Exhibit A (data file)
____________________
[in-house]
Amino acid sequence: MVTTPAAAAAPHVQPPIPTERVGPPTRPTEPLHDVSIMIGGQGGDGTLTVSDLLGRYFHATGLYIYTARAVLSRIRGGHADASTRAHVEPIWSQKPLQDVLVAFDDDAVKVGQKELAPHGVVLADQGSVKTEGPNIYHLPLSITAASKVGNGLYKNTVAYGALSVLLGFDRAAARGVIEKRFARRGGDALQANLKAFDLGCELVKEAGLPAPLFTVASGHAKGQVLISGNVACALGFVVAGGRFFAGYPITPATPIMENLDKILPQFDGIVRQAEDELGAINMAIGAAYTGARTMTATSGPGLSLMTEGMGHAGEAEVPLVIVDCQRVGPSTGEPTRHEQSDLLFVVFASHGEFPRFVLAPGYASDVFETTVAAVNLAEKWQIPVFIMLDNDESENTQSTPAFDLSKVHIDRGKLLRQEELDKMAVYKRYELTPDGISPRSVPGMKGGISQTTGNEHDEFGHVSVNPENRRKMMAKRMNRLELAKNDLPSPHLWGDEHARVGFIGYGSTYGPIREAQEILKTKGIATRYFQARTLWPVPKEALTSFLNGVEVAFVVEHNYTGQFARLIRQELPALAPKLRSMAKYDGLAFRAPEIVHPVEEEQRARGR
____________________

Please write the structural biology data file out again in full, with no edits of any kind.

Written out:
[in-house]
Amino acid sequence: MVTTPAAAAAPHVQPPIPTERVGPPTRPTEPLHDVSIMIGGQGGDGTLTVSDLLGRYFHATGLYIYTARAVLSRIRGGHADASTRAHVEPIWSQKPLQDVLVAFDDDAVKVGQKELAPHGVVLADQGSVKTEGPNIYHLPLSITAASKVGNGLYKNTVAYGALSVLLGFDRAAARGVIEKRFARRGGDALQANLKAFDLGCELVKEAGLPAPLFTVASGHAKGQVLISGNVACALGFVVAGGRFFAGYPITPATPIMENLDKILPQFDGIVRQAEDELGAINMAIGAAYTGARTMTATSGPGLSLMTEGMGHAGEAEVPLVIVDCQRVGPSTGEPTRHEQSDLLFVVFASHGEFPRFVLAPGYASDVFETTVAAVNLAEKWQIPVFIMLDNDESENTQSTPAFDLSKVHIDRGKLLRQEELDKMAVYKRYELTPDGISPRSVPGMKGGISQTTGNEHDEFGHVSVNPENRRKMMAKRMNRLELAKNDLPSPHLWGDEHARVGFIGYGSTYGPIREAQEILKTKGIATRYFQARTLWPVPKEALTSFLNGVEVAFVVEHNYTGQFARLIRQELPALAPKLRSMAKYDGLAFRAPEIVHPVEEEQRARGR